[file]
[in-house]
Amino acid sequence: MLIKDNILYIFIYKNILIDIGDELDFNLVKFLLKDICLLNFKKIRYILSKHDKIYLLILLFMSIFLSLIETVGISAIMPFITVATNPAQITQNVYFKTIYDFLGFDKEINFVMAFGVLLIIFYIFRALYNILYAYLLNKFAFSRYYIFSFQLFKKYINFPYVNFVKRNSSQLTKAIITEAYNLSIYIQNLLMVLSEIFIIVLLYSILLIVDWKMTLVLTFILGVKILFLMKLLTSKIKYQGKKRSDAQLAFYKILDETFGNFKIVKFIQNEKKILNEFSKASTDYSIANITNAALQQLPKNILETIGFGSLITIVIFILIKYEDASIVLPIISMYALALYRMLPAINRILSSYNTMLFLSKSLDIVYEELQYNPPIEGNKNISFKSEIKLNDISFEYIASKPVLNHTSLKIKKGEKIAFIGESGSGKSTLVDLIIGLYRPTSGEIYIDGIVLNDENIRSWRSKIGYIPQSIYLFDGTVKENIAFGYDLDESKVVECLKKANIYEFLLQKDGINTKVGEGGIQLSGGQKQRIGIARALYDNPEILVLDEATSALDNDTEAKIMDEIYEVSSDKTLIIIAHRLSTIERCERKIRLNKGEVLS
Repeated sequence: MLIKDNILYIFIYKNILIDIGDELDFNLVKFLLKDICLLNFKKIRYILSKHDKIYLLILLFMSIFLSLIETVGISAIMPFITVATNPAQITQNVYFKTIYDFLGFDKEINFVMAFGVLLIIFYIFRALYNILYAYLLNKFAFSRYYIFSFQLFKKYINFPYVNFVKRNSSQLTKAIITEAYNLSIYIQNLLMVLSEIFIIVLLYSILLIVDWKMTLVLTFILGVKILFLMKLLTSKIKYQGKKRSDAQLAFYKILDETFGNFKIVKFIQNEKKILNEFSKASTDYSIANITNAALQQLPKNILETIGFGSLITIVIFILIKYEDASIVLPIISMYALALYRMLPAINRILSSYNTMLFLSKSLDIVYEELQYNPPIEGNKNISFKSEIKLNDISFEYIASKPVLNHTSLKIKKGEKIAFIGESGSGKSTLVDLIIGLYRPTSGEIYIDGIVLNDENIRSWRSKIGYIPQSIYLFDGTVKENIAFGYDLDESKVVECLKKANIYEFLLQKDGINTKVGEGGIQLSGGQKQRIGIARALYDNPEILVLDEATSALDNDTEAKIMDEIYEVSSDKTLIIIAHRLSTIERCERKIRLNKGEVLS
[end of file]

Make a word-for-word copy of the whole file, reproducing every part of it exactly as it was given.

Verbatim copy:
[in-house]
Amino acid sequence: MLIKDNILYIFIYKNILIDIGDELDFNLVKFLLKDICLLNFKKIRYILSKHDKIYLLILLFMSIFLSLIETVGISAIMPFITVATNPAQITQNVYFKTIYDFLGFDKEINFVMAFGVLLIIFYIFRALYNILYAYLLNKFAFSRYYIFSFQLFKKYINFPYVNFVKRNSSQLTKAIITEAYNLSIYIQNLLMVLSEIFIIVLLYSILLIVDWKMTLVLTFILGVKILFLMKLLTSKIKYQGKKRSDAQLAFYKILDETFGNFKIVKFIQNEKKILNEFSKASTDYSIANITNAALQQLPKNILETIGFGSLITIVIFILIKYEDASIVLPIISMYALALYRMLPAINRILSSYNTMLFLSKSLDIVYEELQYNPPIEGNKNISFKSEIKLNDISFEYIASKPVLNHTSLKIKKGEKIAFIGESGSGKSTLVDLIIGLYRPTSGEIYIDGIVLNDENIRSWRSKIGYIPQSIYLFDGTVKENIAFGYDLDESKVVECLKKANIYEFLLQKDGINTKVGEGGIQLSGGQKQRIGIARALYDNPEILVLDEATSALDNDTEAKIMDEIYEVSSDKTLIIIAHRLSTIERCERKIRLNKGEVLS
Repeated sequence: MLIKDNILYIFIYKNILIDIGDELDFNLVKFLLKDICLLNFKKIRYILSKHDKIYLLILLFMSIFLSLIETVGISAIMPFITVATNPAQITQNVYFKTIYDFLGFDKEINFVMAFGVLLIIFYIFRALYNILYAYLLNKFAFSRYYIFSFQLFKKYINFPYVNFVKRNSSQLTKAIITEAYNLSIYIQNLLMVLSEIFIIVLLYSILLIVDWKMTLVLTFILGVKILFLMKLLTSKIKYQGKKRSDAQLAFYKILDETFGNFKIVKFIQNEKKILNEFSKASTDYSIANITNAALQQLPKNILETIGFGSLITIVIFILIKYEDASIVLPIISMYALALYRMLPAINRILSSYNTMLFLSKSLDIVYEELQYNPPIEGNKNISFKSEIKLNDISFEYIASKPVLNHTSLKIKKGEKIAFIGESGSGKSTLVDLIIGLYRPTSGEIYIDGIVLNDENIRSWRSKIGYIPQSIYLFDGTVKENIAFGYDLDESKVVECLKKANIYEFLLQKDGINTKVGEGGIQLSGGQKQRIGIARALYDNPEILVLDEATSALDNDTEAKIMDEIYEVSSDKTLIIIAHRLSTIERCERKIRLNKGEVLS